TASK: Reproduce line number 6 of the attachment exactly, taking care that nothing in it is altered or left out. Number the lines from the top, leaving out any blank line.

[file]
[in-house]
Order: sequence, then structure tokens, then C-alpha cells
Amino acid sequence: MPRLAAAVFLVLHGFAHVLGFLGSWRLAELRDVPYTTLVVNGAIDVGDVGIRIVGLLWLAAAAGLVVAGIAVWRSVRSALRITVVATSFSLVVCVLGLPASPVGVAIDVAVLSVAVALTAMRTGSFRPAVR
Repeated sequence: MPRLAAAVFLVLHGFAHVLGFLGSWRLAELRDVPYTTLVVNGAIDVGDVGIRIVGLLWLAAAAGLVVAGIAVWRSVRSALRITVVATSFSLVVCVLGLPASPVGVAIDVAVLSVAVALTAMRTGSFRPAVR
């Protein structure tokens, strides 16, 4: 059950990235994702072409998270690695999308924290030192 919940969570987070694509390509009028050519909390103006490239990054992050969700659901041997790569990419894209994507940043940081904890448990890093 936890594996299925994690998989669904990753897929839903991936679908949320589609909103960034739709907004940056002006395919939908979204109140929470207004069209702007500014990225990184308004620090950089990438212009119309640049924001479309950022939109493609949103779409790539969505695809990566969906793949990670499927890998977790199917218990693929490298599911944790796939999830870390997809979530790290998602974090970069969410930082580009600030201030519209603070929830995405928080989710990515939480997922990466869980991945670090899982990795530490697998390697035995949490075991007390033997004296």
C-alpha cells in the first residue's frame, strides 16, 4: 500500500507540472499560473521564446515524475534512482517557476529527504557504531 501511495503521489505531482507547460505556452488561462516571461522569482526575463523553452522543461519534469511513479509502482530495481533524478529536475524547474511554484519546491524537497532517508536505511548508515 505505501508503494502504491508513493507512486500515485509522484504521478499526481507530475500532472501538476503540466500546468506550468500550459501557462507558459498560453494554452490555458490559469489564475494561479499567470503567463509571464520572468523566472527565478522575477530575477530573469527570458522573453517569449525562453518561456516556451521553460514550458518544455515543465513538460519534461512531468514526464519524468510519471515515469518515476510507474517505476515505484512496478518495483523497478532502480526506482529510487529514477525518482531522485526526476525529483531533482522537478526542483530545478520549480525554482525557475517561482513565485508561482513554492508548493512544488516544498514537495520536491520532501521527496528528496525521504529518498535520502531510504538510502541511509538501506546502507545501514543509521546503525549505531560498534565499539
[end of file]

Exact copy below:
C-alpha cells in the first residue's frame, strides 16, 4: 500500500507540472499560473521564446515524475534512482517557476529527504557504531 501511495503521489505531482507547460505556452488561462516571461522569482526575463523553452522543461519534469511513479509502482530495481533524478529536475524547474511554484519546491524537497532517508536505511548508515 505505501508503494502504491508513493507512486500515485509522484504521478499526481507530475500532472501538476503540466500546468506550468500550459501557462507558459498560453494554452490555458490559469489564475494561479499567470503567463509571464520572468523566472527565478522575477530575477530573469527570458522573453517569449525562453518561456516556451521553460514550458518544455515543465513538460519534461512531468514526464519524468510519471515515469518515476510507474517505476515505484512496478518495483523497478532502480526506482529510487529514477525518482531522485526526476525529483531533482522537478526542483530545478520549480525554482525557475517561482513565485508561482513554492508548493512544488516544498514537495520536491520532501521527496528528496525521504529518498535520502531510504538510502541511509538501506546502507545501514543509521546503525549505531560498534565499539